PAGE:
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Social scientists can learn a lot from evolutionary biology - from systematics and principles of evolutionary ecology to theories of social interaction including competition, conflict and cooperation, as well as niche construction, complexity, eco-evo-devo, and the role of the individual in evolutionary processes. Darwinian sociocultural evolutionary theory applies the logic of Darwinism to social-learning based cultural and social change. With a multidisciplinary approach for graduate biologists, philosophers, sociologists, anthropologists, social psychologists, archaeologists, linguists, economists, political scientists and science and technology specialists, the author presents this model of evolution drawing on a number of sophisticated aspects of biological evolutionary theory. The approach brings together a broad and inclusive theoretical framework for understanding the social sciences which addresses many of the dilemmas at their forefront - the relationship between history and necessity, conflict and cooperation, the ideal and the material and the problems of agency, subjectivity and the nature of social structure. Please visit Marion Blute's blog at http://bluteblog.comRead more
- Shows relevance of Darwinism to the social sciences beyond traditional theories of sociobiology, providing a theoretical framework for future research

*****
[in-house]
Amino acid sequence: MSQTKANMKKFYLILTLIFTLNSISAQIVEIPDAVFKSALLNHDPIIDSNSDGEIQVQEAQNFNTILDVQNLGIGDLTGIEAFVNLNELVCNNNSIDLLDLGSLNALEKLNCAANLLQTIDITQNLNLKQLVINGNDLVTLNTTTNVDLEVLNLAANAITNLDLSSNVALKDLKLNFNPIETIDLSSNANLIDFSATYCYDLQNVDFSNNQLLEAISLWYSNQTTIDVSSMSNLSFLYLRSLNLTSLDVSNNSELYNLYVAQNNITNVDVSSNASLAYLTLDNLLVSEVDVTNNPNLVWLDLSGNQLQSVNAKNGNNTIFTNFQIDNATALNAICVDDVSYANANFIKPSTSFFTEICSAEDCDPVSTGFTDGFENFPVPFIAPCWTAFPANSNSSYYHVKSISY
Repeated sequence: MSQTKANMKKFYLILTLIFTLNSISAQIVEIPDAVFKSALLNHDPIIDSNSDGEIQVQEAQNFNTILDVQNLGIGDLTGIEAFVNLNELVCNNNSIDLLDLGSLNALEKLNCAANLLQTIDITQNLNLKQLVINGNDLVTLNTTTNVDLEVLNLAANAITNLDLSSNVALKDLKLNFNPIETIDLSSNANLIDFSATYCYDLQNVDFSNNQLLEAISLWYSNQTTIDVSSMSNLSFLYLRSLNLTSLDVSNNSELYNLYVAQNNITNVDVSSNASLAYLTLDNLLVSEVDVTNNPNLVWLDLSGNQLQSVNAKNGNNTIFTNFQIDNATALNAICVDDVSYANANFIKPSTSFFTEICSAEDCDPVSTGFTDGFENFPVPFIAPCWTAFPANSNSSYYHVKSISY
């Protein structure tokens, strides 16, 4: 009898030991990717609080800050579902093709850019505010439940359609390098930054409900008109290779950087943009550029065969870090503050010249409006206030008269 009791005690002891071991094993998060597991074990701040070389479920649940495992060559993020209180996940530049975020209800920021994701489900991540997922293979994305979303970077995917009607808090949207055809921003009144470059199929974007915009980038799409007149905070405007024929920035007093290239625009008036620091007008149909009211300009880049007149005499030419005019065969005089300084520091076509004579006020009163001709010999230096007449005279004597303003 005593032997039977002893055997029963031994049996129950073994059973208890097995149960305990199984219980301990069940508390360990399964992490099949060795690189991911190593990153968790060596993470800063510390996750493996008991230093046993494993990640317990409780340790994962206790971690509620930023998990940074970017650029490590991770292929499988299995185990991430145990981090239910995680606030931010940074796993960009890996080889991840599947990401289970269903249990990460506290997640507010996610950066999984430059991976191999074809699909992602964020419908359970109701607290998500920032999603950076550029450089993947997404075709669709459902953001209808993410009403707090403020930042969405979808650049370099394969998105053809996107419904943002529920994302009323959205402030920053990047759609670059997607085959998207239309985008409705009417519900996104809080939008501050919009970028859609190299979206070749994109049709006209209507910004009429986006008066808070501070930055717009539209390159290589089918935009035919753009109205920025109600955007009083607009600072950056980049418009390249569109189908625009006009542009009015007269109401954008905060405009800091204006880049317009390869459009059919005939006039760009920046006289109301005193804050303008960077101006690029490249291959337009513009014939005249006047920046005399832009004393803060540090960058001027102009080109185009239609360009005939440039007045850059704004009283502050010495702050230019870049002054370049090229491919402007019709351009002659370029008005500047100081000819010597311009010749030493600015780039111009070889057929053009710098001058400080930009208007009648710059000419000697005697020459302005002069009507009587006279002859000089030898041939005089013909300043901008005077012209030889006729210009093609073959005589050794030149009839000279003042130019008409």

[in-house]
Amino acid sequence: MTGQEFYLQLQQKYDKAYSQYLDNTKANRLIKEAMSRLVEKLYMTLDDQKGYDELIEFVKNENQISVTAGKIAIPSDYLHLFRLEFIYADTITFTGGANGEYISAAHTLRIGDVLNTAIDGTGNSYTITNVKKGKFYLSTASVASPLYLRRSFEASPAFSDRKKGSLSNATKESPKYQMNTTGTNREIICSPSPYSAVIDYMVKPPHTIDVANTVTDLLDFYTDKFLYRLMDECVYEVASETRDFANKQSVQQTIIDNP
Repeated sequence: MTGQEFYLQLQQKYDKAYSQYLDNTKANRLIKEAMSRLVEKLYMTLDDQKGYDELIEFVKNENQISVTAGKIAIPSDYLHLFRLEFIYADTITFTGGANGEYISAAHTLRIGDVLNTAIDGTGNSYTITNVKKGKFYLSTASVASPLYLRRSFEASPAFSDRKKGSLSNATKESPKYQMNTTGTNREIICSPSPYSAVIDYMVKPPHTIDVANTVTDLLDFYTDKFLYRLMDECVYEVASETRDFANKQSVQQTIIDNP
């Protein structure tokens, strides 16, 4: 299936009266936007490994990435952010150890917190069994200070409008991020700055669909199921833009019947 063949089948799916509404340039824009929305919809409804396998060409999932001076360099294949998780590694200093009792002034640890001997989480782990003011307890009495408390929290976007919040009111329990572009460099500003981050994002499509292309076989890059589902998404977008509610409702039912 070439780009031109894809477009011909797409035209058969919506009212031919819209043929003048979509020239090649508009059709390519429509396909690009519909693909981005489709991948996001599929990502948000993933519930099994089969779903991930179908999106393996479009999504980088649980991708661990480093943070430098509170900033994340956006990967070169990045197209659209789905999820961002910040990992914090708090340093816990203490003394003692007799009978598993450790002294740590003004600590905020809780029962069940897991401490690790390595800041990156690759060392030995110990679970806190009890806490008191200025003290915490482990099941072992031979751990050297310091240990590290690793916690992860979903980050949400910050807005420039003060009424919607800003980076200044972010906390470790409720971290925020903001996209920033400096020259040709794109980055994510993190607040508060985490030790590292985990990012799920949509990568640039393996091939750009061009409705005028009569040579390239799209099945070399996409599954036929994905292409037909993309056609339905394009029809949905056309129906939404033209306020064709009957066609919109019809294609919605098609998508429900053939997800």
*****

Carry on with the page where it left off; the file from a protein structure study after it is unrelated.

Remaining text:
- Draws on a broad base of biological theory (systematics, evolutionary ecology, social evolution etc.), showing how the model fits into all approaches
- Compares the Darwinian sociocultural evolutionary paradigm and other theories in the social theory field to address major theoretical dilemmas present in the social sciences
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- Date Published: February 2010
- format: Paperback
- isbn: 9780521745956
- length: 250 pages
- dimensions: 228 x 150 x 12 mm
- weight: 0.41kg
- contains: 5 b/w illus. 5 tables
- availability: In stock
Table of Contents
2. History: where did something come from?
3. Necessity: why did it evolve?
4. Competition, conflict and cooperation: why and how do they interact socially?
5. The ideal and the material: the role of memes in evolutionary social science
6. Micro and macro I: the problem of agency
7. Micro and macro II: the problem of subjectivity
8. Micro and macro III: the evolution of complexity and the problem of social structure
9. Evolutionism: the old, the new and the future of the social sciences.
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